Care home residents were found to be “shivering” due to a lack of heating with some only bathed once a week, an inspection report has found.
The Care Quality Commission (CQC) said that staff morale was also at “rock bottom” and blamed a failure in management and staff shortages for the list of issues.
Dale Park Care Home in Southport was visited by inspectors in November 2021, with the home suffering from ‘inadequate’ leadership and deemed as requiring improvement, as reported by Lancs Live.
Among problems identified in the CQC report were accusations by a family member that some residents at the care home were only being bathed once a week due to staff shortages.
The report said that “people were seen to be shivering” by inspectors on a visit to the home due to a lack of heating, which was fixed after attention was drawn to it.
The inspectors also found that residents at the care home, many of whom have dementia, were being left unmonitored for long periods of time in a communal lounge area where they had no access to a call bell.
With low staffing levels and high numbers of agency staff being used at the home, the inspectors said: “Current attempts by the provider to rationalize care to mainly one floor had maintained some aspects of basic care such as ensuring nutritional needs and basic personal care, but the quality of care was compromised with a lack of positive social activity and some aspects of personal care such as bathing.”
Inspectors said they were also concerned about aspects of infection control, with the report stating: “We were not fully assured that the provider was preventing visitors from catching and spreading infections” although found evidence of hygiene practices at the home and regular cleaning.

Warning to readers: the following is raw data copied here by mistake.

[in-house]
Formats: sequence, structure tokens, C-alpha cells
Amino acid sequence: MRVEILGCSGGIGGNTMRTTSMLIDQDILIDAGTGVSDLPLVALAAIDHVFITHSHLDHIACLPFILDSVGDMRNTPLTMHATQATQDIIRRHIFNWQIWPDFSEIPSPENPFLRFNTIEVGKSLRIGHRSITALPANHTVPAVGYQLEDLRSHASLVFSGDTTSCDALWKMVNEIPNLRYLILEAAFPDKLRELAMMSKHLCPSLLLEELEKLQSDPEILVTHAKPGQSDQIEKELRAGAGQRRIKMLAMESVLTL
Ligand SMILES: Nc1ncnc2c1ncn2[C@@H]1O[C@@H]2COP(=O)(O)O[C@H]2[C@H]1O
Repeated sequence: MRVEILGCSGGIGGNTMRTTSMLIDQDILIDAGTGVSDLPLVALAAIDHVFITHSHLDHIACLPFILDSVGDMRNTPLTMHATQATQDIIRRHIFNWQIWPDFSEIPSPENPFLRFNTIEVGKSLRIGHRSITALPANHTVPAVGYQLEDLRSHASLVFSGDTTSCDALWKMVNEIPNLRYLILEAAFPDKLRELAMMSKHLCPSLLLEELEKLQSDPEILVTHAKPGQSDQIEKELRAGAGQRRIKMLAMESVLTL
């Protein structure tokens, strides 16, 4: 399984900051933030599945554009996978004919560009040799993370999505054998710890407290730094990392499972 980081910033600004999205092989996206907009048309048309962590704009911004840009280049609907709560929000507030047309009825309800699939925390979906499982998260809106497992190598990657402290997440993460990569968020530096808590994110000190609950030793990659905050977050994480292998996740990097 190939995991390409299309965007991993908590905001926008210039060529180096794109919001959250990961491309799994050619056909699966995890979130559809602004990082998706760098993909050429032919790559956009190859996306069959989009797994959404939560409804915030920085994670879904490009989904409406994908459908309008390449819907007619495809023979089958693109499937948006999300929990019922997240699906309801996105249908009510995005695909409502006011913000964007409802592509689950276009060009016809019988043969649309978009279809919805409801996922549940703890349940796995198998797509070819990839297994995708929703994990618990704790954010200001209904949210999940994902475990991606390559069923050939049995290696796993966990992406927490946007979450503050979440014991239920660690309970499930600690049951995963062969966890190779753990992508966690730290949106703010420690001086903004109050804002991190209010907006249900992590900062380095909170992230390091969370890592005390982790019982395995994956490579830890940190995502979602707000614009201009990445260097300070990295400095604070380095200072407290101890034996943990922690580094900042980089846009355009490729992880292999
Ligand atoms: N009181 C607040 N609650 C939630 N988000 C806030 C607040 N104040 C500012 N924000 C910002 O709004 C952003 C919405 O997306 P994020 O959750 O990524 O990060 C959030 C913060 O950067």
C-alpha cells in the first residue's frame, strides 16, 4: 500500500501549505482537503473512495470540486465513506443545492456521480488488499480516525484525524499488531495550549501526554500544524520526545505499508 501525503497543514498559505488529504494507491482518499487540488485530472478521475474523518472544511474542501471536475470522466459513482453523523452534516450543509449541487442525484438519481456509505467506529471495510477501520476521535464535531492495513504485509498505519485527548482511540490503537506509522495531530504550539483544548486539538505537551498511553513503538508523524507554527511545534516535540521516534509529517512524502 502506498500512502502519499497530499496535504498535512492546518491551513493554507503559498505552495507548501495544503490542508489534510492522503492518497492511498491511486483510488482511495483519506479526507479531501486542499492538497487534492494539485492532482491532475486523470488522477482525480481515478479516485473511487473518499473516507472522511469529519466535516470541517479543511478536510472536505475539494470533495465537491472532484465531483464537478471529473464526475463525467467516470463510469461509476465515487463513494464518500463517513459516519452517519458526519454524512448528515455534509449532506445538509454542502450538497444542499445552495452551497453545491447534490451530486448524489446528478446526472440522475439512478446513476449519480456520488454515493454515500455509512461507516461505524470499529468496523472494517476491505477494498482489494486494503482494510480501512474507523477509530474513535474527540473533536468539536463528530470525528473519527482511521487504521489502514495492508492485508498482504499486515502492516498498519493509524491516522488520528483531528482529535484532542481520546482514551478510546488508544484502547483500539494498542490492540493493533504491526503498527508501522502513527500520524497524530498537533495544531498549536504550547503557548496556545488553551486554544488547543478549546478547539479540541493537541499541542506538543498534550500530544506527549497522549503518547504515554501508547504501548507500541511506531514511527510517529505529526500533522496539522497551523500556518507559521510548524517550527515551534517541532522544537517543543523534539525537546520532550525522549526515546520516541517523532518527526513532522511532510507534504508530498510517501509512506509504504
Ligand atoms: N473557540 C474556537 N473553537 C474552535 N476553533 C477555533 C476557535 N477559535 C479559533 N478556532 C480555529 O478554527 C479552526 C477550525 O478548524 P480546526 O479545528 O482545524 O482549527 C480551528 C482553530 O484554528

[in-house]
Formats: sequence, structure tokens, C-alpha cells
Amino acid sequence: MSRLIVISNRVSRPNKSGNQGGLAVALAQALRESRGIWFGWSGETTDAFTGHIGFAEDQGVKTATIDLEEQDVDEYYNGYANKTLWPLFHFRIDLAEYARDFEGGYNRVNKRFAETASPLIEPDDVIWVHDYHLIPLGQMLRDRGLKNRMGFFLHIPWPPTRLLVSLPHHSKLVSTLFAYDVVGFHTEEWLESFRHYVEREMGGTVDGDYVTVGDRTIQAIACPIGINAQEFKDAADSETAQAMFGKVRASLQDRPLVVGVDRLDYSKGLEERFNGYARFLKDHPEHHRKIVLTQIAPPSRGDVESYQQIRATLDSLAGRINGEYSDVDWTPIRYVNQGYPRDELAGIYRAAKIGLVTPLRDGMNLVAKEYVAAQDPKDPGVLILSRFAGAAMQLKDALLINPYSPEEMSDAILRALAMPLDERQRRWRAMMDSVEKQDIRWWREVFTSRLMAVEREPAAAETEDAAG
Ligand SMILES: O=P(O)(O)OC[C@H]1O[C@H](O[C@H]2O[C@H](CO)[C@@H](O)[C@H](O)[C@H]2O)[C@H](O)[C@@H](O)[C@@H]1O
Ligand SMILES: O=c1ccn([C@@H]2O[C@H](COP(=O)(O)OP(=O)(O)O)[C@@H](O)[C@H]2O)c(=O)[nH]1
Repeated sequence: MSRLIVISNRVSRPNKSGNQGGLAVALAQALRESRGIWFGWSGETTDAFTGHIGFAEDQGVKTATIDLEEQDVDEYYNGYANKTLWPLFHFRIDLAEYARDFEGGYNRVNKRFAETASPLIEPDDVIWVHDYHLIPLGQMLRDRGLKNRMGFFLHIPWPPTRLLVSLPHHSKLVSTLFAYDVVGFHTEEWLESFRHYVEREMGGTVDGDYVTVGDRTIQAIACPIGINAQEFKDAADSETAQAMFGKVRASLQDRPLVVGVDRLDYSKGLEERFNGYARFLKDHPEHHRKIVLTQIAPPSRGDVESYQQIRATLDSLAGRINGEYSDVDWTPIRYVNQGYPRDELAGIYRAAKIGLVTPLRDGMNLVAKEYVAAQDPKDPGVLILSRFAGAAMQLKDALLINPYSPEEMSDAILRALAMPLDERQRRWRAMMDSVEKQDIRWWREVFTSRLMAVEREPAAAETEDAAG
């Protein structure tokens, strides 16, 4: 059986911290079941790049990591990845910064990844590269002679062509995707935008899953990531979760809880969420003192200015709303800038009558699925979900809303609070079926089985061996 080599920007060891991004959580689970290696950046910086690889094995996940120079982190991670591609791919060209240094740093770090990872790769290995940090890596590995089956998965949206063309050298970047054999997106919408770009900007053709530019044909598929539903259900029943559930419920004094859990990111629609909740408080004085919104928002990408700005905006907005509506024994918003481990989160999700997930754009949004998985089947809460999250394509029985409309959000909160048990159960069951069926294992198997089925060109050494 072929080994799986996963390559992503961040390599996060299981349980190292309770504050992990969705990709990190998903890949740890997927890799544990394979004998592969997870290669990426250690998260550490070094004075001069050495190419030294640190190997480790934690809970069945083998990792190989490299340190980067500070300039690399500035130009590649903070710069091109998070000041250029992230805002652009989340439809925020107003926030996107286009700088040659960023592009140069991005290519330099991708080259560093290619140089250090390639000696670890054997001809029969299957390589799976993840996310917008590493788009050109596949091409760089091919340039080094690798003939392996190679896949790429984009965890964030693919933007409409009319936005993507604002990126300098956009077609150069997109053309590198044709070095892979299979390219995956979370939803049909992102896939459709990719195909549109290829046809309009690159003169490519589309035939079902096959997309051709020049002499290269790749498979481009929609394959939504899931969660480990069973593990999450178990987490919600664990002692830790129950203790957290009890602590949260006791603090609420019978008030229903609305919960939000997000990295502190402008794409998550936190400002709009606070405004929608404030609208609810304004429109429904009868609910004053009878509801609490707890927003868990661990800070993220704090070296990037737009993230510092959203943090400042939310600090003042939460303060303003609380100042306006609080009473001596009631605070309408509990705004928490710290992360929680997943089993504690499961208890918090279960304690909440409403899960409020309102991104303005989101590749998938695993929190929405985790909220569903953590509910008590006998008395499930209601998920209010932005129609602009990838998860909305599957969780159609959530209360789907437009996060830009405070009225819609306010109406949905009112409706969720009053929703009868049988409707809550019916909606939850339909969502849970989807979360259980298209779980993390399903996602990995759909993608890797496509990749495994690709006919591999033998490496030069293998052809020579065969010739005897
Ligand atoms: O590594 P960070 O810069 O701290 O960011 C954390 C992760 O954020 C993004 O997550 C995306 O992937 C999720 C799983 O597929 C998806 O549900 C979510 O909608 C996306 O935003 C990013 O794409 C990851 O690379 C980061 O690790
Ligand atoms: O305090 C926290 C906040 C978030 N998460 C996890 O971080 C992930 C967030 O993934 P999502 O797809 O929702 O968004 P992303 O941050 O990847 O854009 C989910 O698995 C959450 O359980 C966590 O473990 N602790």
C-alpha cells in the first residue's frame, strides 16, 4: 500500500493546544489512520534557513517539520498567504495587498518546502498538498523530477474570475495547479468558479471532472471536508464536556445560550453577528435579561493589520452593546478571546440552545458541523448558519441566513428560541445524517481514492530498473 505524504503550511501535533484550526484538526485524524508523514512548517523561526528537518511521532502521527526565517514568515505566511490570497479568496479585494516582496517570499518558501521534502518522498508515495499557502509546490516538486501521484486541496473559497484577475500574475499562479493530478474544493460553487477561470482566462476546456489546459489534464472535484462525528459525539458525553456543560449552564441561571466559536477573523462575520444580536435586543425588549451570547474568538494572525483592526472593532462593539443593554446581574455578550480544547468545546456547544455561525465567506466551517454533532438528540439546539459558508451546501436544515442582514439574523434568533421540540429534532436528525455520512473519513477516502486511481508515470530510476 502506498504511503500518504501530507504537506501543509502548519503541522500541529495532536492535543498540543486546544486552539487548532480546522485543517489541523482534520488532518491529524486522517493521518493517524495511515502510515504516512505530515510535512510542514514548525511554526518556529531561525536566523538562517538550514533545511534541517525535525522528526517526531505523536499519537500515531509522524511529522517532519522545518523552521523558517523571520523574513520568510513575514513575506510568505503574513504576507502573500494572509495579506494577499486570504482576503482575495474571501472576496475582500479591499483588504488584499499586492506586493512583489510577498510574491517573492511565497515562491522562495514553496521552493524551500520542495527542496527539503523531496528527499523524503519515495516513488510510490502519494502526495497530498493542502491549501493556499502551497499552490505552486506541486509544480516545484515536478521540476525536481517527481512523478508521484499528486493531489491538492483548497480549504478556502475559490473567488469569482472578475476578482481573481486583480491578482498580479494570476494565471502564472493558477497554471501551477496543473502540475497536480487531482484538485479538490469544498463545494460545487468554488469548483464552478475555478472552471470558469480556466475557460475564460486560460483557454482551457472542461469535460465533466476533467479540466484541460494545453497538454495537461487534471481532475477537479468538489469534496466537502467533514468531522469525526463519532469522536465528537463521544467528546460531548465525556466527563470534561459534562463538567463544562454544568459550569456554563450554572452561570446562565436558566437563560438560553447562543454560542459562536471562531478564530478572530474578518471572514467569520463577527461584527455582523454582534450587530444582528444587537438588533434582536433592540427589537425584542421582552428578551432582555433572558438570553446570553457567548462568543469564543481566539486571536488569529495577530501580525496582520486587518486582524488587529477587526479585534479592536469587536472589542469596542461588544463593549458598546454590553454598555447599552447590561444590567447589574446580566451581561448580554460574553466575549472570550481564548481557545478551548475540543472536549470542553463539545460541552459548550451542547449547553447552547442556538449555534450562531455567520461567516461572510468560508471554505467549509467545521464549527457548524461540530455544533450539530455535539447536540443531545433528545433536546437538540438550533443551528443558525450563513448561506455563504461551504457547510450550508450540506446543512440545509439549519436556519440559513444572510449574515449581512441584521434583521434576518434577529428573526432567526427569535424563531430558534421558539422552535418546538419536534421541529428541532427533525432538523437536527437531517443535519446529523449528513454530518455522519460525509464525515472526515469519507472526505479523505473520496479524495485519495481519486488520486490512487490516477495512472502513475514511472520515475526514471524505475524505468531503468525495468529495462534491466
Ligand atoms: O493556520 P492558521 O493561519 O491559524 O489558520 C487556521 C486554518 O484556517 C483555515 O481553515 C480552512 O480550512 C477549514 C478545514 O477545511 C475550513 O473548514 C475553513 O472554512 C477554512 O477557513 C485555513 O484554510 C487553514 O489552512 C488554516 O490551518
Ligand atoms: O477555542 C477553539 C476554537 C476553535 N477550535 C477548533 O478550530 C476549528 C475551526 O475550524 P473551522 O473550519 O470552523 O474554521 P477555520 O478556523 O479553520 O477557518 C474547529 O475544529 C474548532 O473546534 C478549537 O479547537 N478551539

Mealtimes were also identified as an area of concern. At the time of inspection the home was lacking a chef, and inspectors said that the mealtime process for residents was more institutional than sociable, with staff moving from one resident to the next rather than spending time with individuals.
There were also concerns expressed about the environment and upkeep of the home with no current maintenance person in place and the design of the home “adapted to meet the staffing shortages rather than the needs of people living with dementia.”
Inspectors said: “This had contributed to more institutional care and feel to the home.”
With multiple management changes, and a “lack of consistent leadership” in place inspectors found the management of the home was inadequate and all other areas inspected require improvement.
The care watchdog also issued the home with two actions in respect of breaches of Health and Social Care Act regulations.
A spokesperson for Dale Park and HC-One Ltd apologized for the failures at the home and said that with a new management team in place, steps were being taken to make “urgent improvements.”
The spokesperson said: “Our top priority is to deliver high quality, kind care for each of our residents, and we take all feedback from the regulator seriously.
“We know that on this occasion we fell short of the high standards of care our Residents and their loved ones rightfully expect and deserve, and we apologize for this.
“We have been working exceptionally hard to make urgent improvements at the home, with our Senior Regional Team on-site to oversee this.
“We recruited a new Home Manager in December 2021, and have improved staffing levels to increase the time Colleagues have to spend with Residents, including a new Deputy Home Manager, Nurse, Chef and four new Care Assistants.
“We are working closely with the Local Authority, our local Health and Care Partnership, and the CQC, to embed positive changes at the home, and we will continue to monitor the quality of care using our own internal assessments. We know there is still work to do to put things right, but everyone is determined to make and maintain the necessary improvements.”
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George Holan is chief editor at Plainsmen Post and has articles published in many notable publications in the last decade.